Related: 15 Jobs You Can Get With an Associate Degree

3. Gain experience

Gaining experience in the field you'd like to become a field associate within can help you on your journey. Once you've identified the field you'd like to work in, you can search for opportunities to earn some firsthand knowledge and skills within it. You may gain this experience by shadowing current field associates. You can also participate in an internship involving field associate tasks. Additionally, you can try to obtain an entry-level position in the general field you'd like to work as a field associate in to gain this experience.

4. Research job postings

Once you've established that you have the education needed to become a field associate and gain some experience in the field, you can begin searching for jobs. You may find open field associate jobs online via job posting websites or on social media. You can also find field associate jobs from other professionals or in the newspaper.

Related: Associate vs. Staff-Level Jobs: What's the Difference?

Field associate skills

Field associates generally share a vast skill set that allows them to succeed in their roles. These skills include hard skills, which are quantifiable and technical-based skills, in addition to soft skills, which rely more on characteristics and personality traits. These skills typically include the following:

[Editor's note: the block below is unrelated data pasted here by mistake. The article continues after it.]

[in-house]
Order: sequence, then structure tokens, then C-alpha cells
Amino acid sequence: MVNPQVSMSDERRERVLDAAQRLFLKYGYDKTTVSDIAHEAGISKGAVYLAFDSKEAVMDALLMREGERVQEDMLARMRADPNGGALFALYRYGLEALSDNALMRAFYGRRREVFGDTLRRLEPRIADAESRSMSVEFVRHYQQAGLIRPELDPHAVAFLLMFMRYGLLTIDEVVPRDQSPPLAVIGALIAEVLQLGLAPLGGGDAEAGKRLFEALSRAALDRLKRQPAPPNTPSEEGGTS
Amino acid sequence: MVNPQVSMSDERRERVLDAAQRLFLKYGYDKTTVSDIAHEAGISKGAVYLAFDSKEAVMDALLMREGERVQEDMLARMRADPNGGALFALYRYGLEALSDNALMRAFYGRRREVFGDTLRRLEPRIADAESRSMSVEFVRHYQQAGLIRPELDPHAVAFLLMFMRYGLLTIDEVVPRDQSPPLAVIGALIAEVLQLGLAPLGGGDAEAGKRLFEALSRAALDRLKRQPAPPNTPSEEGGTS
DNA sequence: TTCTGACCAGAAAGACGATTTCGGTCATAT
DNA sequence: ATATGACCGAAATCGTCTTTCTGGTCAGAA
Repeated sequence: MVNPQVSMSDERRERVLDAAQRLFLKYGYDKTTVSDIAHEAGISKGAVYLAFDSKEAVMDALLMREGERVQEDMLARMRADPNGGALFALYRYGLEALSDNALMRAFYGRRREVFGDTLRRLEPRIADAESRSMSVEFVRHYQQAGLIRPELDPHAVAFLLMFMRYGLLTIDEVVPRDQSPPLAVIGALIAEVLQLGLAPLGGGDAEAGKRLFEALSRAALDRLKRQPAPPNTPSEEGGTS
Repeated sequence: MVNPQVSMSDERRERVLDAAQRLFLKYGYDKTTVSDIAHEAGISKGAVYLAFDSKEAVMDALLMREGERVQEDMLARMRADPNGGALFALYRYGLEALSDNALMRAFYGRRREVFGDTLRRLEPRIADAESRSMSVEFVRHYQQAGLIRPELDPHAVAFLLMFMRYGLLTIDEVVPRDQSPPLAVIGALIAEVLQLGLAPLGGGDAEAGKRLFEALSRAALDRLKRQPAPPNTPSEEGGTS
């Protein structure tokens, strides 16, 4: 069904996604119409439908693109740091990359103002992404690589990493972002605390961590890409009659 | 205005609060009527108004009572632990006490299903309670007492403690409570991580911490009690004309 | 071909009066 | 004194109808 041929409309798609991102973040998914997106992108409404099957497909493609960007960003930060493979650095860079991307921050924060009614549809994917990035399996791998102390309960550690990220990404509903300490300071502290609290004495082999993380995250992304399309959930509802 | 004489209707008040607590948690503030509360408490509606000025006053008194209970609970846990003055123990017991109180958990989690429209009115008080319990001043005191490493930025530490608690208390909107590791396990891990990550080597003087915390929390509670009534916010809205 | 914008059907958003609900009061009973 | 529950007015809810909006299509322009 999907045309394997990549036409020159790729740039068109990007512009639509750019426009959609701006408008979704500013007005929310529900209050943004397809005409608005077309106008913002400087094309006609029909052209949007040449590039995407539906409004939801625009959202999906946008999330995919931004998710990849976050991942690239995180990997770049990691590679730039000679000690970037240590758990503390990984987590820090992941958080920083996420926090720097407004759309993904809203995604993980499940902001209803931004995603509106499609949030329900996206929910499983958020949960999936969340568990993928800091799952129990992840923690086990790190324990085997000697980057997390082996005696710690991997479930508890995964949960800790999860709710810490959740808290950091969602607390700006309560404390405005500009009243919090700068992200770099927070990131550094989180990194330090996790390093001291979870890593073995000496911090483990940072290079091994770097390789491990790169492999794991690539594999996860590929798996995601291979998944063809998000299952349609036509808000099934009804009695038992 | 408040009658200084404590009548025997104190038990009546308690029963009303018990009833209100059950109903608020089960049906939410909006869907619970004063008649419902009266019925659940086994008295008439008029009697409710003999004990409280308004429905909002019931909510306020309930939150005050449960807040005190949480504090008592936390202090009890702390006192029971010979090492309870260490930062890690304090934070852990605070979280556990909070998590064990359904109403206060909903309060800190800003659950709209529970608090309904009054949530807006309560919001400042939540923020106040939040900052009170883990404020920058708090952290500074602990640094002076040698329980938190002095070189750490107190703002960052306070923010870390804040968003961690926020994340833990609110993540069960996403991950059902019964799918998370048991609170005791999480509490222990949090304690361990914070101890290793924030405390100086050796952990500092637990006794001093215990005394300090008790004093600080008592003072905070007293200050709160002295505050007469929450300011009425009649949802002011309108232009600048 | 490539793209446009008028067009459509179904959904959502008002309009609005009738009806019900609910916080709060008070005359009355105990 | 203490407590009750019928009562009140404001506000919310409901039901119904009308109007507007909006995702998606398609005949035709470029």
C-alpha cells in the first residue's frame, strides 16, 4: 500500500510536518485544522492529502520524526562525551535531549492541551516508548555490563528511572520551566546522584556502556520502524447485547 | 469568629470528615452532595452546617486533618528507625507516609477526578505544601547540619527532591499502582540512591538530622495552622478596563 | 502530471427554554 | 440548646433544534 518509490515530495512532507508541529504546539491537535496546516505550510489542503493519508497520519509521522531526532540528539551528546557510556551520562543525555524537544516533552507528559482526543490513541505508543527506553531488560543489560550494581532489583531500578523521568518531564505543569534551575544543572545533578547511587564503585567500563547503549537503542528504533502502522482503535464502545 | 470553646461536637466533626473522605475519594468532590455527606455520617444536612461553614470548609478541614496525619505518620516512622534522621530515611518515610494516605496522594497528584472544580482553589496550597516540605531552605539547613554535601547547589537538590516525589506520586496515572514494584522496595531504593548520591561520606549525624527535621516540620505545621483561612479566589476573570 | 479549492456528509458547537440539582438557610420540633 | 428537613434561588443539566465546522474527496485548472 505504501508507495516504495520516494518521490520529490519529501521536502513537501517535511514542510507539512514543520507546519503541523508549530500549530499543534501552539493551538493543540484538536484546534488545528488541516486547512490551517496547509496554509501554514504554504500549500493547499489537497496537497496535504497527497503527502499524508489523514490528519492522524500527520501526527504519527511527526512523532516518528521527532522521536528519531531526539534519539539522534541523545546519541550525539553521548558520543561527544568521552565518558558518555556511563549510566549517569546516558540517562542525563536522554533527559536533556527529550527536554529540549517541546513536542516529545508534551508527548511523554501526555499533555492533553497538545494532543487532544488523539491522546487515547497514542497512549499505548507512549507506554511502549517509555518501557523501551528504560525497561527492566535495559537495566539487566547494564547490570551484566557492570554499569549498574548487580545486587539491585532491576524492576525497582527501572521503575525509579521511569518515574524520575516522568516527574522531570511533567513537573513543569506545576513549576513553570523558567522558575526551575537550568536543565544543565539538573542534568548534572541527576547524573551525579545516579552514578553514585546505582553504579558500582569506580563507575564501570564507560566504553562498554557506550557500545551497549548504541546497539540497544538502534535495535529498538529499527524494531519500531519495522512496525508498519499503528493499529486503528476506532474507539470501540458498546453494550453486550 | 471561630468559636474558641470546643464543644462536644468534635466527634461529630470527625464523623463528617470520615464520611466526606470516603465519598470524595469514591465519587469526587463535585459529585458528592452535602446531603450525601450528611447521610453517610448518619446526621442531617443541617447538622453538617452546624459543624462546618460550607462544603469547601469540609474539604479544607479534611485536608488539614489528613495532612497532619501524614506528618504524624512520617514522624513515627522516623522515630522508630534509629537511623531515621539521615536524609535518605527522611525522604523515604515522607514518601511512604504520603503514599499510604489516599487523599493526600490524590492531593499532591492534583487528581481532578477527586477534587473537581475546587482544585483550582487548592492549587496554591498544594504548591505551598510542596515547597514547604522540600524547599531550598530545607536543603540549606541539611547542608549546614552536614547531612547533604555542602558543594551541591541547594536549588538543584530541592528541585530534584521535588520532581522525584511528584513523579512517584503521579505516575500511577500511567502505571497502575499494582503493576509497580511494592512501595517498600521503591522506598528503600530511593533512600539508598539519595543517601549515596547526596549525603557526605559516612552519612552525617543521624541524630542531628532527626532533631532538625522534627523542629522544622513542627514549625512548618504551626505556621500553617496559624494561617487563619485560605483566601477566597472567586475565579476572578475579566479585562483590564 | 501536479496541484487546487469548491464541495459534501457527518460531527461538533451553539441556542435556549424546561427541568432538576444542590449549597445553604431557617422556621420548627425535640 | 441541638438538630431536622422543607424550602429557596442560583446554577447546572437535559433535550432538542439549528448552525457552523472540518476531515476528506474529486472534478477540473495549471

Interpersonal intraction

Out in the field, you may interact with many people, either individually or all at once. As such, being able to have positive interactions with others while on the job can be an important skill to have as a field associate. Having these skills can help you build rapport with prospective clients or customers and the public as well.

Related: Interpersonal Skills: Definitions and Examples


Being able to work well with others and produce quality results is another skill that many field associates commonly have. It's typical for field associates to collaborate with fellow staff members and prospective customers and clients. Because of this, having excellent collaboration skills that allow you to work with others in a positive, efficient manner is important.

Related: Collaboration Skills: Definition and Examples


Out in the field, you may encounter unexpected situations or circumstances. Being able to quickly and easily adapt to these circumstances can allow you to be a high-quality field associate. Having the skills to be as flexible as possible and eager to cater to new situations are two ways to have adaptability skills.

Related: 6 Important Workplace Adaptability Skills


Being able to communicate clearly is important for field associates. As a field associate, you may require to write and speak to customers, and being able to do so in a manner that's clear and easy to interpret is critical. Additionally, conveying accurate information to superiors and colleagues in the field is essential to operate efficiently and effectively while on the job.

Related: Communication Skills at Work: 4 Key Tips [Video + Transcript]

Salary for field associates

Field associates typically earn $88,967 per year on average. It's important to note that this salary may vary based on the specific company that you work for and the field or industry in which you work. Your salary may also vary based on whether or not you are a full-time field associate or a part-time field associate, the amount of experience you have and if you receive any type of commission or bonuses for performance. For the most up-to-date Indeed salary information, please click on the link above.